Unlike Mike: The Way the Chiefs' Dynasty Will Be Different than Michael Jordan's Bulls
The Kansas City Chiefs are going to win all of their games this season. I don’t know if I actually believe that, I just know confident declarative statements like that will spread further and faster than me saying I don’t know for sure how many games the Chiefs will win this season.
As the Chiefs’ little baby dynasty starts to grow into a big boy dynasty, the comparisons to other big boy dynasties will continue to appear. One of the more popular comparisons is Patrick Mahomes and the Chiefs to Michael Jordan and the Chicago Bulls.
While the comparison has existed since pretty much the moment Mahomes revealed himself as an MJ-like alien with abilities no one had seen previous to his arrival, the likeness has been noted even more among Chiefs fans during the ESPN docuseries on the Bulls 1997-98 swan-song season The Last Dance. The docuseries has been a memory-jog for many, but it’s also been a first real glimpse for basically anyone born after 1995 into just how impossibly ubiquitous the 90s Bulls were and just how otherworldly MJ was.
The nature of social media and celebrity will never allow Mahomes and the Chiefs to reach the level of untouchable godlike icons Jordan and the 90s Bulls were. The comparisons do make a bit of sense, though, at least in the framework of a league being dominated by a once-in-an-eternity talent being surrounded by once-in-a-generation coaching and supporting cast.
People see the clips of the dawn of the Bulls dynasty and they can see some small part of it in the current Chiefs.
The biggest running thread through the entirety of The Last Dance so far has been that MJ was, and in all likelihood still is, a whole entire ass. I won’t waste time laying out the details — if you want them, the docuseries is available all over ESPN’s various appendages. All I will say is I’m certain that MJ has already read that I called him a whole entire ass, and he’s going to track me down, with my $12/hour job and 400 Twitter followers, and figure out a way to trick me into both playing him one-on-one and betting on it so he can take both my soul and my money.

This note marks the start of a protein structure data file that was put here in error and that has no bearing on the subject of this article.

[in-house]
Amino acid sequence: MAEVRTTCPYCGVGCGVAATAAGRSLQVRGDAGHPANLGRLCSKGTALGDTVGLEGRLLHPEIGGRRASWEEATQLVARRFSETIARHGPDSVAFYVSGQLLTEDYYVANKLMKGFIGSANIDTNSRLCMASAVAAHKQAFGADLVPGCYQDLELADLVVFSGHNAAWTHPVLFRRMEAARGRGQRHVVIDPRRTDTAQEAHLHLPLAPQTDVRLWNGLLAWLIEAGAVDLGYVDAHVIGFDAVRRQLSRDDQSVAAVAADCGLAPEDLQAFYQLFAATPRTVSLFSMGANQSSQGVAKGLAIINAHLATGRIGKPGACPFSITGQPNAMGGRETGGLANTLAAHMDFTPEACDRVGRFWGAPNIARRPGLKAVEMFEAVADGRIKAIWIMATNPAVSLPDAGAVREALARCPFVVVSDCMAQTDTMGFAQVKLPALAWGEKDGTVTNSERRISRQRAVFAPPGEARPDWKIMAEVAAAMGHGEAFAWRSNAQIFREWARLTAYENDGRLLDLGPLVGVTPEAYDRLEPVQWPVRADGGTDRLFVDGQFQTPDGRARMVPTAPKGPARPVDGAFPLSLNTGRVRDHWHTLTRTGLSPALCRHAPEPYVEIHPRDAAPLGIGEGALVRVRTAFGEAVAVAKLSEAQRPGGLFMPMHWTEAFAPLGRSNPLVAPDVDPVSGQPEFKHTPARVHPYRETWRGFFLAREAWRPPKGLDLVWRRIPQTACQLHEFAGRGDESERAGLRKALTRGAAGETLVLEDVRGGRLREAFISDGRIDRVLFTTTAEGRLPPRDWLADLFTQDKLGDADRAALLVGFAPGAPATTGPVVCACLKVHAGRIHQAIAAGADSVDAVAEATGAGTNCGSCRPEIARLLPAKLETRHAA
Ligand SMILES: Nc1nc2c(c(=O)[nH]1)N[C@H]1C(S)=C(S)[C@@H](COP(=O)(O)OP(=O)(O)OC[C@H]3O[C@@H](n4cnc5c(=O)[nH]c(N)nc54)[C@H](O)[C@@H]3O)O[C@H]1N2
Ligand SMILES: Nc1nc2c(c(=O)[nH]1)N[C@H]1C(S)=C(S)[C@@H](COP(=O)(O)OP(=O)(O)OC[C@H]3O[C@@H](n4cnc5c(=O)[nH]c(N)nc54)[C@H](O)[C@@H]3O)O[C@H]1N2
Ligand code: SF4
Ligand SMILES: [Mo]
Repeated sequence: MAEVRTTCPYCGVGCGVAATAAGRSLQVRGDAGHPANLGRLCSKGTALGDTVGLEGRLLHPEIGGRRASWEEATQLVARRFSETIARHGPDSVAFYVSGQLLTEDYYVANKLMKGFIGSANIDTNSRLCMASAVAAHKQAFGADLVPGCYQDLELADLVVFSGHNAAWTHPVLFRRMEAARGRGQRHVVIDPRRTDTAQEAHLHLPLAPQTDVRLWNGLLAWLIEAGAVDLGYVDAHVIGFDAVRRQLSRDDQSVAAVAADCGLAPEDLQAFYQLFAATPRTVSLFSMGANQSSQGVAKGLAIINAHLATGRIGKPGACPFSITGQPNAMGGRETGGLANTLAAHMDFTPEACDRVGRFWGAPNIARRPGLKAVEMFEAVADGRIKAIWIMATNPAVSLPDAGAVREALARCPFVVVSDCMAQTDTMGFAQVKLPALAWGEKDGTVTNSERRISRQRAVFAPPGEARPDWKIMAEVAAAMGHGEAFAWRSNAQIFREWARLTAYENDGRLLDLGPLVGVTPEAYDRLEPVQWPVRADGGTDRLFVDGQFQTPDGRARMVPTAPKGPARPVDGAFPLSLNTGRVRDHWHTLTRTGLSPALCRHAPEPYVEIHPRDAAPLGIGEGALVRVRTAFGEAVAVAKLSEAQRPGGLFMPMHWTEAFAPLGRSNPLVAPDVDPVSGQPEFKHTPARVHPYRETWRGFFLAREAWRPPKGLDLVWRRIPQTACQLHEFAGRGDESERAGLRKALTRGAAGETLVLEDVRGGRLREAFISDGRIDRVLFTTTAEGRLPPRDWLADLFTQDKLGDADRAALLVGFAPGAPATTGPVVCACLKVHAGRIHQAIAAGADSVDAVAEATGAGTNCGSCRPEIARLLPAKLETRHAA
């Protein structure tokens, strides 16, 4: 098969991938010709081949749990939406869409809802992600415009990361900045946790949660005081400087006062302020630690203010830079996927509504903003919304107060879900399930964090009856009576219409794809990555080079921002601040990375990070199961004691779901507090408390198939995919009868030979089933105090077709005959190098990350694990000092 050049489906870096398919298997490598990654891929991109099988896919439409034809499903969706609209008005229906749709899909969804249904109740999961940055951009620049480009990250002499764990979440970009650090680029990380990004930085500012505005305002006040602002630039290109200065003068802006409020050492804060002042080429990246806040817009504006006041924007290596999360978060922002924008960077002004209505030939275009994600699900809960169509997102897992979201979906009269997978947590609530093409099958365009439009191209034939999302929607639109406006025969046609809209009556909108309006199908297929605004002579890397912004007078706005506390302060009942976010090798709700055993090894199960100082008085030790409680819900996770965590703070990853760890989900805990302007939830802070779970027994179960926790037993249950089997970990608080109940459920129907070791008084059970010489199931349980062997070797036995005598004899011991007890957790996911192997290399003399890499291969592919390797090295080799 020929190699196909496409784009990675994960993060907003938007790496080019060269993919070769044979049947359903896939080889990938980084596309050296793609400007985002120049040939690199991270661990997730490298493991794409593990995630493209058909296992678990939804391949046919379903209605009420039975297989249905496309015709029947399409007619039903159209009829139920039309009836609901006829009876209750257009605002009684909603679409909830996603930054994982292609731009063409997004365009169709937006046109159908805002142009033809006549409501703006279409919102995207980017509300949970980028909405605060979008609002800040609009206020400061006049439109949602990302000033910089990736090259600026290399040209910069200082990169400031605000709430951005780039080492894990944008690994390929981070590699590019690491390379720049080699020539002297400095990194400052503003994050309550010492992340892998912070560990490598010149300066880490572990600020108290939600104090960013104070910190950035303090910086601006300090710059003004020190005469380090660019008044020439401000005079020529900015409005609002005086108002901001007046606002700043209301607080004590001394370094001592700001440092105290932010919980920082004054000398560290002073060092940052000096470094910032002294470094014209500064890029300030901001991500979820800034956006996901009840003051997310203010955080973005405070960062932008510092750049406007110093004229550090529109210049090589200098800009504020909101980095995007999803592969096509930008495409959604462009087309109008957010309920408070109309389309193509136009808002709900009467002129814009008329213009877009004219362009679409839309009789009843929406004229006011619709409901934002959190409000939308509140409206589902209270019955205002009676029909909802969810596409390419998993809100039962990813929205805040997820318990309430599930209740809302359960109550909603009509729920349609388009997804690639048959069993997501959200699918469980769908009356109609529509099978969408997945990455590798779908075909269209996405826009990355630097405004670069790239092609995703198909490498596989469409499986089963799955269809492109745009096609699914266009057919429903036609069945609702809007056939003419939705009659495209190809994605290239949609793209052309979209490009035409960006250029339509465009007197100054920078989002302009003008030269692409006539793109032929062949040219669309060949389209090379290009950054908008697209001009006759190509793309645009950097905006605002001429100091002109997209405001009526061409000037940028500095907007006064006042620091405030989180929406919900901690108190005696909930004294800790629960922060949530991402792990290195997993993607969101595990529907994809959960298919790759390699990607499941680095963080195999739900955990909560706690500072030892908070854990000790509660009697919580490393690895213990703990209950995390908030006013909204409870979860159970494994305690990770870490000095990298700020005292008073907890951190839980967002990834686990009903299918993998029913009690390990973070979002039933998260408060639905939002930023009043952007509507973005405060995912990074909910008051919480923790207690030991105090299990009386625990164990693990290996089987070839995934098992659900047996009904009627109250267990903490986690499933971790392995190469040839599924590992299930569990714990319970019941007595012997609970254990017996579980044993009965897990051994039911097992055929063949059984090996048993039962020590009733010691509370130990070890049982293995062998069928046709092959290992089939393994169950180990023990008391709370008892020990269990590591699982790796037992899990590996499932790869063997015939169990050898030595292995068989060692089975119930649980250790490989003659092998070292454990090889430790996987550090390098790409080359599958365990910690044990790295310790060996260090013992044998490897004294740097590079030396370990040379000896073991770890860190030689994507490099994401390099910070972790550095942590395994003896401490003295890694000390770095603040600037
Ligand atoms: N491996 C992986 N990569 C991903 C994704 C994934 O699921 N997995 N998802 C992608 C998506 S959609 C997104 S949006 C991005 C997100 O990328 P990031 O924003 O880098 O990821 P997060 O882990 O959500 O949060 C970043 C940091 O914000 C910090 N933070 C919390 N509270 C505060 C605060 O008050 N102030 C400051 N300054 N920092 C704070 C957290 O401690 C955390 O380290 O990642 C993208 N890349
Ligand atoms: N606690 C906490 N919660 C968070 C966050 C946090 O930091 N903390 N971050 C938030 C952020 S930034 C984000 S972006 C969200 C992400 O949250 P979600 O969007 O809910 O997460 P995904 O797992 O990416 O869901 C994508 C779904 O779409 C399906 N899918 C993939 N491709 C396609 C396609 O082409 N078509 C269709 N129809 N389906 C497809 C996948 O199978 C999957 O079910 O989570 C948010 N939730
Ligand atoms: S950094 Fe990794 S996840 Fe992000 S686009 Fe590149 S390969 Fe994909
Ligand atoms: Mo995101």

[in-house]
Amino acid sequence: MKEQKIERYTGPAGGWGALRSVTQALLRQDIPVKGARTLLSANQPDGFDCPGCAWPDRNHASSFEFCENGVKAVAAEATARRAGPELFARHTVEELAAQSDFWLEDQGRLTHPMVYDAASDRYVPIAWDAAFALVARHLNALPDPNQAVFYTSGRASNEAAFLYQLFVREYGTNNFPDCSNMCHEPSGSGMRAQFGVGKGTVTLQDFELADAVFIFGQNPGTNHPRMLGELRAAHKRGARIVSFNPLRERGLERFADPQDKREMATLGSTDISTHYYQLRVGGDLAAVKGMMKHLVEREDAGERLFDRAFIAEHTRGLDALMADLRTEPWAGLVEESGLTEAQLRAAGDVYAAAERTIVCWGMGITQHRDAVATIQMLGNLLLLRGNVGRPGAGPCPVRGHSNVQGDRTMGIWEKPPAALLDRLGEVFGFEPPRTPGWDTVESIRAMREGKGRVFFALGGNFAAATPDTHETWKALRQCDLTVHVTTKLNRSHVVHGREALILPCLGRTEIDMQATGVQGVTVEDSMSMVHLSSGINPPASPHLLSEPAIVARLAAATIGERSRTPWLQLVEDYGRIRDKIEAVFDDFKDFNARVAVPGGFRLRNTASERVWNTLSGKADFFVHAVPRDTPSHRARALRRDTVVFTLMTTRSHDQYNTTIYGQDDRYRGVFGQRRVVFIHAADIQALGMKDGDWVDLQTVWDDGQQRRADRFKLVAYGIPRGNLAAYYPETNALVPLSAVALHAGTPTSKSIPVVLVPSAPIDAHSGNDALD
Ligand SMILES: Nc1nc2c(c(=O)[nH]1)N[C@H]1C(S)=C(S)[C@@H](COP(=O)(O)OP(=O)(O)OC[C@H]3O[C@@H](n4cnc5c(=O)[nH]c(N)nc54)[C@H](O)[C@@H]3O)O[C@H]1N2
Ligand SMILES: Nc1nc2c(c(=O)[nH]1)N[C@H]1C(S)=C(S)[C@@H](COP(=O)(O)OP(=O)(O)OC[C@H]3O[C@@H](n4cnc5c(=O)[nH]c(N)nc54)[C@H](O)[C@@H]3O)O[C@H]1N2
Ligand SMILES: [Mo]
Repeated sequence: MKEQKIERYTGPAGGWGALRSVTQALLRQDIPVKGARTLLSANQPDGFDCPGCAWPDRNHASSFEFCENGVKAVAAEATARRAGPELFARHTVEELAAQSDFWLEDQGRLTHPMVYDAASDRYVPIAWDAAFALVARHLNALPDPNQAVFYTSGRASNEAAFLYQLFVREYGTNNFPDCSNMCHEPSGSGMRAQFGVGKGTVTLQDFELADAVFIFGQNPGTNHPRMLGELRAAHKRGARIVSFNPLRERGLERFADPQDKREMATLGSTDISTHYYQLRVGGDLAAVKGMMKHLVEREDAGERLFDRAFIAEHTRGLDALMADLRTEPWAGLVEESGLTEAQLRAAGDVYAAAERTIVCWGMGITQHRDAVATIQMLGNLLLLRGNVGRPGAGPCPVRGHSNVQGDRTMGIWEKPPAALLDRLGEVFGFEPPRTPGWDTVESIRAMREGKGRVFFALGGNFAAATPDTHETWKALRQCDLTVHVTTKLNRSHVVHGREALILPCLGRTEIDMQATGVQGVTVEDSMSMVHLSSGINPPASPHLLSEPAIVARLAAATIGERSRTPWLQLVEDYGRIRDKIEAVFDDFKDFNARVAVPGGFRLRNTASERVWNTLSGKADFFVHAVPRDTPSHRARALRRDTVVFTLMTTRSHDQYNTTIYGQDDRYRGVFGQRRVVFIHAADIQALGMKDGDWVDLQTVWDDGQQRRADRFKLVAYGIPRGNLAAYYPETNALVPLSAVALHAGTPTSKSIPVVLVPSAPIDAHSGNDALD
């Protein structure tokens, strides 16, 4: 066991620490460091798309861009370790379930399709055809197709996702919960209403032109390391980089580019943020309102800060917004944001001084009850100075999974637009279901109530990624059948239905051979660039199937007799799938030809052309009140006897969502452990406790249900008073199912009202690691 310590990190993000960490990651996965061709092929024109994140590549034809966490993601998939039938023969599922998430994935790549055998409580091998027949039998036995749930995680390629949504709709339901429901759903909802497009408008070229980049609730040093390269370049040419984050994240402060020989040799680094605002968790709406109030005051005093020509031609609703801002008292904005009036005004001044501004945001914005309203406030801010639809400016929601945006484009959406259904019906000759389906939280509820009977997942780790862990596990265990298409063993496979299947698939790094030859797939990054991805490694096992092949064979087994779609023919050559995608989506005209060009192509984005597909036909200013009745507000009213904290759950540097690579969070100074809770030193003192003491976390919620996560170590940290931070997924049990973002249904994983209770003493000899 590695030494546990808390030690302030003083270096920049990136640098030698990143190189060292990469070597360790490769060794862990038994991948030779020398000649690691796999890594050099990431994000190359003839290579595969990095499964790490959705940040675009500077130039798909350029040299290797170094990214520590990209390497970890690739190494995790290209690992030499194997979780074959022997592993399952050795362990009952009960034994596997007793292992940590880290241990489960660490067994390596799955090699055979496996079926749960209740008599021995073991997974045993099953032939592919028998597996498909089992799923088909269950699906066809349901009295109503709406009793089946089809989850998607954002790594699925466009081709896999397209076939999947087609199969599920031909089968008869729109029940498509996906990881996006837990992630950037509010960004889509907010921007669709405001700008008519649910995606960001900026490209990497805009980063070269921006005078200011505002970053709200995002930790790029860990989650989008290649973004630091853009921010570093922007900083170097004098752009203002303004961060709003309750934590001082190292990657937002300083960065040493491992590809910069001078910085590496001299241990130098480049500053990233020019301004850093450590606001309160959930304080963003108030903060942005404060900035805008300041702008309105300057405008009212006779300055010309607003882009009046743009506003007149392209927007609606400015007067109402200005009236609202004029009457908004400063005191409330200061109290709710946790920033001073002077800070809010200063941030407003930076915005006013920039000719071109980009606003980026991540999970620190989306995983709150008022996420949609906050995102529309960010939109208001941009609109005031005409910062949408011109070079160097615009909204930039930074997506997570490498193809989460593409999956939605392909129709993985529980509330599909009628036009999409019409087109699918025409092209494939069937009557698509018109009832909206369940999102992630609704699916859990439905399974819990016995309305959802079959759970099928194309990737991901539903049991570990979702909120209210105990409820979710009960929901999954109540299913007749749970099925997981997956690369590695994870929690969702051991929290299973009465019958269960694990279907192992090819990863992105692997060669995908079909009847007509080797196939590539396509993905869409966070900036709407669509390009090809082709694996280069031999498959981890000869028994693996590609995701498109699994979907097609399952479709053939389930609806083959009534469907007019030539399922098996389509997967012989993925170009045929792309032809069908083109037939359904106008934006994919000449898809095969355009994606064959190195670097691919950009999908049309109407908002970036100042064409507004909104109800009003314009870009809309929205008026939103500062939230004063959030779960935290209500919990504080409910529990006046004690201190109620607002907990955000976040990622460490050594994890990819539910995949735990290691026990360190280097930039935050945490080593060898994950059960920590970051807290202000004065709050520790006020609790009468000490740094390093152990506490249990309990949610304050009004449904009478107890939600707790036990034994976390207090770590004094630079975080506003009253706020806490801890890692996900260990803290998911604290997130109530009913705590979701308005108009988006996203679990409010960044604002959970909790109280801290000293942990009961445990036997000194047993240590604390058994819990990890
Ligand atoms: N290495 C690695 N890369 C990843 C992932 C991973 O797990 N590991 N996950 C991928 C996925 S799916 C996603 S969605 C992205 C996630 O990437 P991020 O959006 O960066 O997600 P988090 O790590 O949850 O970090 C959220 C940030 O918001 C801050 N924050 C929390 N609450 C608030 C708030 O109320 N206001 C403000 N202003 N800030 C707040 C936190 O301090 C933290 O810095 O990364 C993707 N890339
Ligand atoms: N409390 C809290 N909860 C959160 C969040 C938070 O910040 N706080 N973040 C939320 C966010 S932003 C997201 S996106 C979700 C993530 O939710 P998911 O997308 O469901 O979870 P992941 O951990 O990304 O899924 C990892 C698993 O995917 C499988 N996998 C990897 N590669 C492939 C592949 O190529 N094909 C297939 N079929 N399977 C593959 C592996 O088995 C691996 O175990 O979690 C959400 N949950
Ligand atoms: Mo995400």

What I’m saying is MJ is a noted prick. It didn’t matter how small or insignificant your perceived transgressions were, he’d eat you alive. That is where the comparison between him and Mahomes really breaks down. Maybe I’m wrong and he just puts on a really convincing mask outside of the practice field, but Mahomes seems like pretty much the exact opposite of an ass. If anything, he seems like the anti-MJ. He has the most talent anyone has ever seen with an unmatched competitiveness that drives him to do anything to win, but he pulls the best out of his teammates with positive reinforcement. That’s what we’ve seen, over and over, in mic’d up segments of the Chiefs’ various ludicrous comebacks.
Maybe I’m wrong. Maybe in 30 years, there will be a documentary about the 2020s Chiefs and 60-year-old Travis Kelce will be like, “If we didn’t run our routes exactly right in practice, Pat would make us eat all the scraps out of the cafeteria trash cans and call us dumb sloppy pig boys.” But, you know, I just don’t think I’m wrong here.
The whole “you gotta be a raging jackass to be the best” thing is a pretty major theme within The Last Dance. It’s also been a pretty major theme of the New England Patriots’ dynasty. That’s mostly a case of winners writing the history books. You don’t have to be an antagonistic, loud, aggressive bully to get the best out of a team, nor do you have to be a cold, callous, do-your-job general. Those are simply two methods that can work, but also, in the long-term, tend to be the most destructive.
How many times have we seen a documentary about a great coach or player that ostensibly boils down to “I was a whole entire ass, but that is what made me great. I don’t have any friends and I’m very lonely and depressed sometimes, but I was really great at a sport and that’s worth it.”
And we eat it up. Yeah, that’s totally the only way to be great. At no point do we, as an audience, think “Hey, maybe being a contemptible prick isn’t required for greatness in sport.”
Mahomes and the Chiefs are going to prove that. Other teams have proven that, too, but this team will be the highest-profile and most successful one. The documentary about the 2020s Chiefs won’t feature Mahomes ruling his underlings with an iron fist and using fear to pull the most out of them. It’ll feature Andy Reid Junk Food Fridays and long-lost clips from players’ Twitch streams of Madden or Fortnite or whatever.
The Chiefs are going to keep winning and keep building a towering legacy, and they’re going to do it while being the most annoyingly tight-knit group of best buds you’ve ever seen. The insufferably fun-loving bromance dynasty starts now.